I began surveying my immediate surroundings and stopped deadon the picture resting pride of place on the sideboard. The photo was of a verytall, strong and no doubt resourceful man clad in black uniform and nursingwhat appeared to be a very particular brand of assault rifle.

“It’s ok. He’s away a lot of the year and I have my needs”.

Before I could utter another word of disbelief there was avery loud knock at the door. Surely it couldn’t be my new military eliteadversary? He’d at least have a key or swing through the living room window ona rope in full fatigues.

“It’s my mate!! Quick, go and hide in the room at the top ofthe stairs!” I was ordered. I could make out the shape of my equine featuredfriend from earlier in the evening through the smoked glass in the front door.I stealthily made my way up the stairs and slowly opened a bedroom door.Suddenly a night light was turned on and two innocent little faces sleepilytried to work out who had woken them from their slumber. Before I could thinkof how to formally introduce myself to these weary cherubs, their Mum returnedwith some frightful news.

“She’s locked herself out so I have told her she can crashhere tonight. She’s going to sleep on the sofa” I was trapped in this surrealpantomime until at least the morning. Reluctantly and still wearing every lastpiece of clothing I had worn that night I got in to bed with Mrs Elite Forcesand her two bewildered children, adopting the foetal position and facing thewall.

After an extremely disjointed night’s sleep, I awoke at thebreak of daylight to some extremely loud snoring. There, asleep on the flooradjacent to the bed, was a Great Dane that had somehow proved very elusive thenight before despite being the size of a small horse. I sat up in bed to furtherassess the chaos that was unravelling in front of me. As a final act ofdisregard for order and normality, a yellow canary appeared flying skittishlyaround the bedroom freely before landing gracefully on the frame of the bed. Myinaugural act of hedonistic behaviour had led me to a suburban family bedroom,surrounding by a menagerie and had me asking far-reaching questions about mysanity. This nightmare took one final turn for the worse.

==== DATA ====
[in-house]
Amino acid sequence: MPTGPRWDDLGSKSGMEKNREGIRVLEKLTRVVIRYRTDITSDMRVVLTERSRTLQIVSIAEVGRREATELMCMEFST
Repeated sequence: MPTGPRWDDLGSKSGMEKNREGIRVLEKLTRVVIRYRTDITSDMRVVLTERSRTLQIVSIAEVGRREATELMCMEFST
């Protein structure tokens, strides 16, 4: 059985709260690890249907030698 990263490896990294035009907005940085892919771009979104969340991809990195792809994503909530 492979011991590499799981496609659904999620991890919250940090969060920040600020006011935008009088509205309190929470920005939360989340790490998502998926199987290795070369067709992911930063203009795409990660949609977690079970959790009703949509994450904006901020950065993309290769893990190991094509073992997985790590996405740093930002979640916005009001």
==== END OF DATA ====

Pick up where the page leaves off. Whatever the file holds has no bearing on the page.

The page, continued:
I could hear footsteps coming up the stairs; each onegetting louder as they neared the bedroom door. The sound of my heart poundingwas drowning out the snoring emitting from the comatose giant. I had to takeevasive action or Shergar would find out that I had left the nightclub with herbest friend. Considering every last inch of the bedroom was now consumed by amultitude of different species, the only option I could see was to hidecowardly behind the bedroom door.

As the door swung upon I took a deep breath to make myselfas slender as possible. I needed had bothered. The door was immediately closedto ensure that the feral canary was contained to just the one room and I wasreunited with the woman I had absconded from approximately ten hours ago.

“Oh, hi!” I inanely babbled.

“What the hell are you doing here??” was the instantaneousand sharp response.

My makeshift family went downstairs and I was left to facethe music alone. I manufactured some unbelievable story that was as unrealisticas the events that had just unfolded in front of me the night before. Regardless,my long faced friend decided to take full advantage of this opportunity aloneand tried to kiss me. This madness needed to stop and I had to escape thisirrationality. I went downstairs and proclaimed that I had to leave. For somereason unbeknown to me I made the excuse that I had arranged an impromptuSunday morning driving lesson, despite the fact that I was obviously at least threetimes over the limit.

Whilst I was waiting for my [non-Skyline] taxi to arrive Iwas formally introduced to the rest of the family.

“Kids, this is Uncle Marky and he will be taking us to theBeefeater soon. There’s an indoor play area there” The children exhaled anaudible sign of genuine excitement. “Yay!!”

My taxi took what felt like an eternity to arrive. As itpulled away from the house, I looked back through the rear window at the threebedroom terrace that had provided the backdrop to my adversity, in sheerdisbelief as to the events that had transpired that night. My perception ofreality was being severely interrogated.

What I did know for certain is was that there was nevergoing to be that visit to a mid-priced steak restaurant with adjoining softplay area and I was never going to see recompense for that packet of twentygreen Berkley Superkings. But what I did now possess was a timeless story thatwould forever be my ‘go to’ tale.